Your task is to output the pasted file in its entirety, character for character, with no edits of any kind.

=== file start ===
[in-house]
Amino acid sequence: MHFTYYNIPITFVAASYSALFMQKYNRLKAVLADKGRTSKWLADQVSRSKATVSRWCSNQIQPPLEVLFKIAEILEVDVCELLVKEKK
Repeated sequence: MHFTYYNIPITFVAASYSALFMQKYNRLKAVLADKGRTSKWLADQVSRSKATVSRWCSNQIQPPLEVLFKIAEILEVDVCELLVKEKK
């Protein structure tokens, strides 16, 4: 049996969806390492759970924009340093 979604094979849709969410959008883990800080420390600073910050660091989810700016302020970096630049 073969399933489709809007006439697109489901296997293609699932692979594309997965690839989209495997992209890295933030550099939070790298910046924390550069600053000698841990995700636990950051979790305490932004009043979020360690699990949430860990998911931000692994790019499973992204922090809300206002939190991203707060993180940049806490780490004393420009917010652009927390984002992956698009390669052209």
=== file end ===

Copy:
[in-house]
Amino acid sequence: MHFTYYNIPITFVAASYSALFMQKYNRLKAVLADKGRTSKWLADQVSRSKATVSRWCSNQIQPPLEVLFKIAEILEVDVCELLVKEKK
Repeated sequence: MHFTYYNIPITFVAASYSALFMQKYNRLKAVLADKGRTSKWLADQVSRSKATVSRWCSNQIQPPLEVLFKIAEILEVDVCELLVKEKK
């Protein structure tokens, strides 16, 4: 049996969806390492759970924009340093 979604094979849709969410959008883990800080420390600073910050660091989810700016302020970096630049 073969399933489709809007006439697109489901296997293609699932692979594309997965690839989209495997992209890295933030550099939070790298910046924390550069600053000698841990995700636990950051979790305490932004009043979020360690699990949430860990998911931000692994790019499973992204922090809300206002939190991203707060993180940049806490780490004393420009917010652009927390984002992956698009390669052209």